Maintenance Process Improvement and
Labor Cost Reduction
Our client is a 175,000 barrels per day Eastern refinery built in the first half of the 20th century. The client frequently added new units to address changing business and environmental requirements. Few major capital changes or modification were made to existing units. The location is somewhat unique in that the FCCU was built in a separate area outside the fence lines of the main refinery area, creating the problem of having to cross a busy main street.
There are six operating units in the facility, which are: the Alky Unit, Crude and Utilities, the Ethylene Complex, FCCU, Reformer Unit, and Transfer and Shipping.
A strong union exists which has secured numerous unwritten and informal work agreements with the client. Local management believed they were not getting a fair amount of work for their investment in labor. At 30 percent to 40 percent, overtime was out of control.
MTG conducted an assessment and established a benefits case through improvement of daily scheduling and increased direct field management of resources by the first line foremen. The approach addressed loss on two fronts: work barrier identification/reduction and opportunity management. The resulting program was developed to address those issues and measure change through various KPIs.
The project was divided into three phases. The first phase was directed at developing and implementing the tools needed to better control the maintenance effort. These were developed by an in-house, cross-functional design team and included:
- A well defined and detailed maintenance management process flow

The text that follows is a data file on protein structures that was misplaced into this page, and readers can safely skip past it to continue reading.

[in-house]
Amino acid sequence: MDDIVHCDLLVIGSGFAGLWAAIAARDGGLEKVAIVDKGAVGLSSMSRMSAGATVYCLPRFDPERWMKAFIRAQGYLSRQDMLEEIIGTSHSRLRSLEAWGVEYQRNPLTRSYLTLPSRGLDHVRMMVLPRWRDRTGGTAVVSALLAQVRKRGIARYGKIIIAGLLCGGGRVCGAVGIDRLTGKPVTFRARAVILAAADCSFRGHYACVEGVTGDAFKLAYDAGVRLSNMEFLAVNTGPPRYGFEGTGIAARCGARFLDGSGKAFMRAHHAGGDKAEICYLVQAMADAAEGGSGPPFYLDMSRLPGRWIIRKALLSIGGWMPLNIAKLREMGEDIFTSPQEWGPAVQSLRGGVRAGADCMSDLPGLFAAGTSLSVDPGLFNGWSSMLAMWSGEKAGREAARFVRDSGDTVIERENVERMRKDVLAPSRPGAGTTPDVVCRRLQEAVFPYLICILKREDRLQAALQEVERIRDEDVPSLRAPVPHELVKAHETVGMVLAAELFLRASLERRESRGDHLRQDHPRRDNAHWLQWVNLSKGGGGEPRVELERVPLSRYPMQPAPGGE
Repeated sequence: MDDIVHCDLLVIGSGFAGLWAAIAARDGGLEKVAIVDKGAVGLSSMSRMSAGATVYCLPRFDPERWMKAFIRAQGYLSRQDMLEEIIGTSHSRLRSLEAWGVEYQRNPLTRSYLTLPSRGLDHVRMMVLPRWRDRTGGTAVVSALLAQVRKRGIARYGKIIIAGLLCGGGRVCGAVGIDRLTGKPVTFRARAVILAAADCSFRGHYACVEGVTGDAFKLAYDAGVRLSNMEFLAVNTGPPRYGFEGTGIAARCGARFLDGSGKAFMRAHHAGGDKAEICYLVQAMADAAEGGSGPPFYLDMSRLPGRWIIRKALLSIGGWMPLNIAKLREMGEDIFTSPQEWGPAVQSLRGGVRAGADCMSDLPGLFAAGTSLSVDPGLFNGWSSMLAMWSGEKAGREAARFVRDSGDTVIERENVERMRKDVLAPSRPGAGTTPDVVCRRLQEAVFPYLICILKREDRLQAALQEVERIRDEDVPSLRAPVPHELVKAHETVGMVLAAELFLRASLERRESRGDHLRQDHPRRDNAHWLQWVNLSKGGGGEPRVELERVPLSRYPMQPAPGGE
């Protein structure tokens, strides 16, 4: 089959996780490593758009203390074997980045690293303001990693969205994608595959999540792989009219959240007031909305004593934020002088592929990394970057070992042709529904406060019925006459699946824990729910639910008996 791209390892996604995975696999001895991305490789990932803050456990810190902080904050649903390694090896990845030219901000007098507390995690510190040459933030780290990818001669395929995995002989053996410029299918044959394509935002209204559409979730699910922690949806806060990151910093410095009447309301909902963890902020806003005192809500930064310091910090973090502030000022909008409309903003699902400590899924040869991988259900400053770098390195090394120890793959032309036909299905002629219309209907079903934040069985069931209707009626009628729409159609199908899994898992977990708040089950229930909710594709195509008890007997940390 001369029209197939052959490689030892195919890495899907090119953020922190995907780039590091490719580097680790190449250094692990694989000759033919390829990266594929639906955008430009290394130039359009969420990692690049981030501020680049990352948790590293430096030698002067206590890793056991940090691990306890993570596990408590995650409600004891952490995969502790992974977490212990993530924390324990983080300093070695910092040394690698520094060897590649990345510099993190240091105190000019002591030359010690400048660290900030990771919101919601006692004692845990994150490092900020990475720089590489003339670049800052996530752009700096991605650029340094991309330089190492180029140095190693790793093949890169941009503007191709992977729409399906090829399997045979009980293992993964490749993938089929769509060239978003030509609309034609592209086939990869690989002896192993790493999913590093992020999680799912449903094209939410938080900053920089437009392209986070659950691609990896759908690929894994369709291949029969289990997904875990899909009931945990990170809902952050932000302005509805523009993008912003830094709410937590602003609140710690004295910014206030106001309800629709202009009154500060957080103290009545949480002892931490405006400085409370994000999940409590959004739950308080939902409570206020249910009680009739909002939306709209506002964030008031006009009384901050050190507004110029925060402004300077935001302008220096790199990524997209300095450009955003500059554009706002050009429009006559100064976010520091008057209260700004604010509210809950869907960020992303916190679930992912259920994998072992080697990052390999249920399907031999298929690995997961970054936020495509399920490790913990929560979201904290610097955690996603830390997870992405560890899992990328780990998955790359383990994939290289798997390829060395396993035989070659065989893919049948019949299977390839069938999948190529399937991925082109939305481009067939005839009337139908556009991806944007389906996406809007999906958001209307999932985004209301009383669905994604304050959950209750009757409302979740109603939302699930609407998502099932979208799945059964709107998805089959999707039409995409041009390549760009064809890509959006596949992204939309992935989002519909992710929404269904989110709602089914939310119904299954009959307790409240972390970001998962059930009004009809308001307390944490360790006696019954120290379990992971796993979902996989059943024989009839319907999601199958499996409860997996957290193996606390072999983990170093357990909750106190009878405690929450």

- Specific role and responsibility definition
- Daily scheduling and reporting tools
- The development of more meaningful area and refinery-wide KPIs
- An emergency maintenance incident reporting process
- Priority setting tools and definitions
The above built the foundation of the effort and provided management the opportunity to pursue improvement without having to emphasize existing poor work practices as a cause. It also provided the basis for the second phase involving extensive field coaching at various levels of the organization, but with major emphasis on the first-line foremen (most had been promoted from the ranks).
The third phase was a structured auditing process and scoring system, using both internal and external resources.
The client identified $3.2 million annualized savings from the effort, with approximately one-half of the savings resulting from overtime reductions. This greatly exceeded the initial savings projections of $2 million dollars, and represents a 6.4:1 ROI.
Additional intangible gains include a major reduction in unit work backlogs, a substantial reduction in unplanned emergency work, an overall reduction in all “Barriers to Work” categories, and the ability to assume capital work with routine resources.
This successful program was closely monitored by corporate management and led to additional assignments for MTG at two other refineries. The phase three auditing process and scoring system developed at this site has been rolled-out by the client at all their other refineries as a required corporate initiative.